In The Commissioner vs. Mahindra and Mahindra Ltd. the Supreme Court held that perquisite received in the form of waiver of loan cannot be taxed under Section 28(iv) of the Income Tax Act,1961, if the receipts are in the nature of cash or money.
In the instant case, the assessee-respondent in order to expand its product line of jeeps entered into an agreement with Kaiser Jeep Corporation (KJC). KJC agreed to sell the dies, welding equipments and die models through its subsidiary Kaiser Jeep International Corporation (KJIC). KJC granted loans to the respondent at the rate of 6% interest repayable after 10 years in instalments. Later, American Motor Corporation took over KJC and waived the principal amount of loan advanced by the KJC to the respondent. The assessee- respondent filed its return and showed Rs.57.74 lacs as cessation of its liability towards the American Motor Corporation. However, the Income Tax Officer (ITO) treated the waiver of loan as an income and not a liability. Consequently, he held that Rs.57.74 lacs were taxable under Section 28 of the Income Tax Act,1961. Respondent appealed before the Commissioner of Income Tax (Appeals) (CIT(A)) who dismissed the appeal after making some modifications. Dissatisfied, appeal was preferred before the Tribunal, and the Tribunal decided in favour of the Respondent. High Court also confirmed the decision of the Tribunal. The aggrieved Revenue preferred appeal before the Supreme Court.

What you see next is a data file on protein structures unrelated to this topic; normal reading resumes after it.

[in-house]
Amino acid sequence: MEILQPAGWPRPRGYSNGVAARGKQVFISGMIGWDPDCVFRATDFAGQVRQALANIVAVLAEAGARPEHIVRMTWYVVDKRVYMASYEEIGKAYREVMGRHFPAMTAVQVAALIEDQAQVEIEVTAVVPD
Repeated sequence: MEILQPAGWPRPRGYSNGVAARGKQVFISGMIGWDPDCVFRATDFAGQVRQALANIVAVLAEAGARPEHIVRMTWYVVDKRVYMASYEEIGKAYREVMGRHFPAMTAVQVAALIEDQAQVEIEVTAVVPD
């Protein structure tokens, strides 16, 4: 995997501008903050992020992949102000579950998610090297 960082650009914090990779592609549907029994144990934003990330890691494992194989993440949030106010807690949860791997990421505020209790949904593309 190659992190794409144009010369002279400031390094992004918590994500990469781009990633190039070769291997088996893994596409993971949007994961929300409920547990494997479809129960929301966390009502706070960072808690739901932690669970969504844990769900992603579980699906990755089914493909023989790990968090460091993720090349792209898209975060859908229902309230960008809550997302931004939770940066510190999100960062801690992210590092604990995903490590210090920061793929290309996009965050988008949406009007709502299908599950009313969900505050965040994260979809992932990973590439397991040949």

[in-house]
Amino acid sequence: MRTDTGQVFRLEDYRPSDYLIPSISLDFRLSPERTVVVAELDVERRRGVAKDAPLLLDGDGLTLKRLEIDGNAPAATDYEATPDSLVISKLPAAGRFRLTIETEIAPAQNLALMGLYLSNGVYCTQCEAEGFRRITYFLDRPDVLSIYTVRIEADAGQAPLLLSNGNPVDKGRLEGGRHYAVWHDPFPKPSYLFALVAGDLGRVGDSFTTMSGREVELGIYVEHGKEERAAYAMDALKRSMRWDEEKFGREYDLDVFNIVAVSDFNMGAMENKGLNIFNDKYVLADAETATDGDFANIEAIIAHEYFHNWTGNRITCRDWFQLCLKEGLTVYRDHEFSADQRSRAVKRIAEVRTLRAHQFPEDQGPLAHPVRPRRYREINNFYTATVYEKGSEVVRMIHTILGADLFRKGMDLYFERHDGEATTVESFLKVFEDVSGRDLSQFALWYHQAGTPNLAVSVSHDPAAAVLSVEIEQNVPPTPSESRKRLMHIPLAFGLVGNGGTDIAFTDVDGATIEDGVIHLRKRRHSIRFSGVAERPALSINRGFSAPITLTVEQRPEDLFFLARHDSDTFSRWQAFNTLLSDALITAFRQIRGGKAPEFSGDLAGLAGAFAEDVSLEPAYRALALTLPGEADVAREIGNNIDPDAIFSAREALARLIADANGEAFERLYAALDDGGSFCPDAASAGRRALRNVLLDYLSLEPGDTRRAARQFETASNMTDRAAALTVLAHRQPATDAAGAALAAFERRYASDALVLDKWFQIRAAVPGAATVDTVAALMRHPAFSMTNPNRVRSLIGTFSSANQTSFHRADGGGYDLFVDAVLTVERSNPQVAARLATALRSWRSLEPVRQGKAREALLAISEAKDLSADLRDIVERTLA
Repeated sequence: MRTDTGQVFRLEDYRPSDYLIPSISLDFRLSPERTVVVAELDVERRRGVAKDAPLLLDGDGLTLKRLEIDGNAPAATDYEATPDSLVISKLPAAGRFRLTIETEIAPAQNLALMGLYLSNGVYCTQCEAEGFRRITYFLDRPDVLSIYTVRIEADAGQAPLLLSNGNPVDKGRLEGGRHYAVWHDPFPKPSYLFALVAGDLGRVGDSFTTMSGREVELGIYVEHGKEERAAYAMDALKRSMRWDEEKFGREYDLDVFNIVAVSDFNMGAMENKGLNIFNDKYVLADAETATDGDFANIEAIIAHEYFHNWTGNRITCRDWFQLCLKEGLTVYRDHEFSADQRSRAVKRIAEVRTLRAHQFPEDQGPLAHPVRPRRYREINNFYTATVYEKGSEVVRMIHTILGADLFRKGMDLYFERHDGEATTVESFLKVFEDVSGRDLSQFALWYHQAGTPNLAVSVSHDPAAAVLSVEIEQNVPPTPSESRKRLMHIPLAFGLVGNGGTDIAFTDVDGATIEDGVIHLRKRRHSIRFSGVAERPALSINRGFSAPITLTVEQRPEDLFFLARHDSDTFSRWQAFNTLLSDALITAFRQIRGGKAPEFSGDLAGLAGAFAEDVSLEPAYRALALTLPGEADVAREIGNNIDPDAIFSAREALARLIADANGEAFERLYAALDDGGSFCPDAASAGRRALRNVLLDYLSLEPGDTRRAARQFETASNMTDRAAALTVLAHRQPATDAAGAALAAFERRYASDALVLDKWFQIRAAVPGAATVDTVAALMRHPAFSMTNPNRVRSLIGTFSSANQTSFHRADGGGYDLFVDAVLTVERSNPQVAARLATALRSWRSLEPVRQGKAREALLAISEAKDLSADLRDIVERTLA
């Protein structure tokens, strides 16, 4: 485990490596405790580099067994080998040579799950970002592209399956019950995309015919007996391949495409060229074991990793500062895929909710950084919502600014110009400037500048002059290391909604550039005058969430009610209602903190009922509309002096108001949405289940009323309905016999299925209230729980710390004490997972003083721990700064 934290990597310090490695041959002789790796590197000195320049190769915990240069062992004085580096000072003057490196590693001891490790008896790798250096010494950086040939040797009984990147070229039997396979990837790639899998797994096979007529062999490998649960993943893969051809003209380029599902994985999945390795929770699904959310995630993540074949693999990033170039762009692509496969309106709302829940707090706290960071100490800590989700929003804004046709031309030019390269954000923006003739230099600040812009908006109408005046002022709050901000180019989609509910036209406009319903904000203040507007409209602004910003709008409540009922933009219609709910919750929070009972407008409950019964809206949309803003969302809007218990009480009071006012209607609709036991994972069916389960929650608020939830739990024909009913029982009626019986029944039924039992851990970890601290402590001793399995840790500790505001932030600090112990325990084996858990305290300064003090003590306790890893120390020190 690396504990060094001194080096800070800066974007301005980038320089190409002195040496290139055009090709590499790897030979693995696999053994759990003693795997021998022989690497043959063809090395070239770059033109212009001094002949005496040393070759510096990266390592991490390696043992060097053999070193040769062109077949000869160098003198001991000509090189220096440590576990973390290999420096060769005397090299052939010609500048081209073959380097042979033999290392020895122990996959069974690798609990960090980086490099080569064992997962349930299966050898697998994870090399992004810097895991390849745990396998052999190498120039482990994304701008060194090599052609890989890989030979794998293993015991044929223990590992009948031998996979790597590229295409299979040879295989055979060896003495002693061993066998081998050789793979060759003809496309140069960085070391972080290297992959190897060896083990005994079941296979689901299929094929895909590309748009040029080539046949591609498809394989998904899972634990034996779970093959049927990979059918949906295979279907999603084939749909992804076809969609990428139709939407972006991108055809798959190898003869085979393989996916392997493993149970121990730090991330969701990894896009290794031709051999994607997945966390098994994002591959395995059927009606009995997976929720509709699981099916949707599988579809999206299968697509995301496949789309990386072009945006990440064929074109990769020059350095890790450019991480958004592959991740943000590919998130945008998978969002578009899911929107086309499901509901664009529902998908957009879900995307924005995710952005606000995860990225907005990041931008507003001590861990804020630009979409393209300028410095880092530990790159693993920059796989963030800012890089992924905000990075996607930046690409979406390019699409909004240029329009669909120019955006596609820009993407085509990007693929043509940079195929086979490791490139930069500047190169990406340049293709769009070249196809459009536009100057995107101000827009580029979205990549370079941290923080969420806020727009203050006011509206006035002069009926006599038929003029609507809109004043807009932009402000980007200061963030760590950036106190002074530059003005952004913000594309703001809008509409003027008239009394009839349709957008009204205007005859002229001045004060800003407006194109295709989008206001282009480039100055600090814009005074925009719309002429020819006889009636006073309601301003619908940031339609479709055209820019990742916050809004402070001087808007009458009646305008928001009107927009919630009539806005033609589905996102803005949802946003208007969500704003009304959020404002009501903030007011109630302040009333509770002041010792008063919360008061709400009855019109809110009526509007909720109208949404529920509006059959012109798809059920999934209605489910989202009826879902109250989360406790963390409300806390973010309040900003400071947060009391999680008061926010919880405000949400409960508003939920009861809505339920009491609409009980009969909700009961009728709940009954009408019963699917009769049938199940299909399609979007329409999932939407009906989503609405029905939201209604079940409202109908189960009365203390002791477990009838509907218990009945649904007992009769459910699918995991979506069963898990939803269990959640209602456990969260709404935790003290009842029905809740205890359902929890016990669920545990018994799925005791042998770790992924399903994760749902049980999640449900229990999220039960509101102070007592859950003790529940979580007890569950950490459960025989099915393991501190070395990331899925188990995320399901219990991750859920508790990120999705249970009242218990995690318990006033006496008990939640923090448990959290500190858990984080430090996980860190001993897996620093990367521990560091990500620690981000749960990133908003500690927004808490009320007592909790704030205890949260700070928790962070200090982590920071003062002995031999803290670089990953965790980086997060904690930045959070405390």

The Counsel for the Revenue argued that the loan amount waived off actually amounts to income at the hands of the Respondent in the sense that an amount which ought to be paid by it is now not required to be paid. It was thus submitted that the case would fall within the ambit of Section 28(iv) of the Income Tax Act,1961.
The Counsel for the Respondent contended that the Kaiser Jeep International Corporation (KJIC) supplied the toolings and the loan was given by the Kaiser Jeep Corporation (KJC), and that these transactions were independent transactions. It was further submitted that the said sum could not be brought to tax as it represents the waiver of loan liability which was on the capital amount and is not in the nature of income.
The Bench comprising of Justice R.K. Agrawal and Justice Abhay Manohar Sapre noted that the conditions required to be satisfied for bringing an amount to into the ambit of Section 28(iv) were not satisfied in the instant case.
“In order to invoke the provision of Section 28 (iv) of the IT Act, the benefit which is received has to be in some other form rather than in the shape of money. In the present case, it is a matter of record that the amount of Rs. 57,74,064/- is having received as cash receipt due to the waiver of the loan. Therefore, the very first condition of Section 28 (iv) of the IT Act which says any benefit or perquisite arising from the business shall be in the form of benefit or perquisite other than in the shape of money, is not satisfied in the present case. Hence, in our view, in no circumstances, it can be said that the amount of Rs 57,74,064/- can be taxed under the provisions of Section 28 (iv) of the IT Act.” observed the Bench.Subscribe Taxscan AdFree to view the Judgment